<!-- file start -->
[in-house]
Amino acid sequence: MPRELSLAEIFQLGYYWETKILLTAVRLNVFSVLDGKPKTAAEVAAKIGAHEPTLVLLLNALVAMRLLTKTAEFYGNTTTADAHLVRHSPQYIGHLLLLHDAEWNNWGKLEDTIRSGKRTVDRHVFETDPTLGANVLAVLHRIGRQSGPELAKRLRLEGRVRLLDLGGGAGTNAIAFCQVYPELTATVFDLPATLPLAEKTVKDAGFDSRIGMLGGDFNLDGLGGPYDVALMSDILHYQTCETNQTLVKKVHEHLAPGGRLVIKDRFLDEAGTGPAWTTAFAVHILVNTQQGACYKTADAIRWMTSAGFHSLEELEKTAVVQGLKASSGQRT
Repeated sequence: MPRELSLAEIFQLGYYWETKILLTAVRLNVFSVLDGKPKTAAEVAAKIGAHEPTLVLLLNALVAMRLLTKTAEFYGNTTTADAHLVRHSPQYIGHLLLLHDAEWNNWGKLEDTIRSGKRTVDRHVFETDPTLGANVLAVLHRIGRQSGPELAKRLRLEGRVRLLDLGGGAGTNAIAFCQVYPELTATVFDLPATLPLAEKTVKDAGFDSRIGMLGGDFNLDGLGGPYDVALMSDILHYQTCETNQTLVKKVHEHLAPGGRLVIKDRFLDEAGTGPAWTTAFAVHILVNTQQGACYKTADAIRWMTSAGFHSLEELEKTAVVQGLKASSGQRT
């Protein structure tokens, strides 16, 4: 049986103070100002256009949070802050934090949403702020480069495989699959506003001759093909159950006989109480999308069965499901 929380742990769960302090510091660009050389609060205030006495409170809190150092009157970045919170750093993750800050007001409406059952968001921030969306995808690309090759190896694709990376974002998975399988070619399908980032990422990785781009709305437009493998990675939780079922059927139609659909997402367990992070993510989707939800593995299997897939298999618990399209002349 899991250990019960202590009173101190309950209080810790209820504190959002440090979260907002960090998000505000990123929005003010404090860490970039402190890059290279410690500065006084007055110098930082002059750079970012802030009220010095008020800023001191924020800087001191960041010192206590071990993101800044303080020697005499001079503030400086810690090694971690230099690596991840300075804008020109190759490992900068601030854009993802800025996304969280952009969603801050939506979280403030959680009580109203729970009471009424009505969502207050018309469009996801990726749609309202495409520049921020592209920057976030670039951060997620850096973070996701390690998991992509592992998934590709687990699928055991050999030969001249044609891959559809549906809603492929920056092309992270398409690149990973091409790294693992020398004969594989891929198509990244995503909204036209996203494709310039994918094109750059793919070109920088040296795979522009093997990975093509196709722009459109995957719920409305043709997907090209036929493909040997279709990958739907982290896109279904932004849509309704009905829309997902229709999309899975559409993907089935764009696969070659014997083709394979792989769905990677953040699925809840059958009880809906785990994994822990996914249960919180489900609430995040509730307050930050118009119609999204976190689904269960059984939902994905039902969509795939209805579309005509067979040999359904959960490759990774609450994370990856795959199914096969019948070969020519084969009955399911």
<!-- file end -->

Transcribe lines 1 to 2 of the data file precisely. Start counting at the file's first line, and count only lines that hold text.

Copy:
[in-house]
Amino acid sequence: MPRELSLAEIFQLGYYWETKILLTAVRLNVFSVLDGKPKTAAEVAAKIGAHEPTLVLLLNALVAMRLLTKTAEFYGNTTTADAHLVRHSPQYIGHLLLLHDAEWNNWGKLEDTIRSGKRTVDRHVFETDPTLGANVLAVLHRIGRQSGPELAKRLRLEGRVRLLDLGGGAGTNAIAFCQVYPELTATVFDLPATLPLAEKTVKDAGFDSRIGMLGGDFNLDGLGGPYDVALMSDILHYQTCETNQTLVKKVHEHLAPGGRLVIKDRFLDEAGTGPAWTTAFAVHILVNTQQGACYKTADAIRWMTSAGFHSLEELEKTAVVQGLKASSGQRT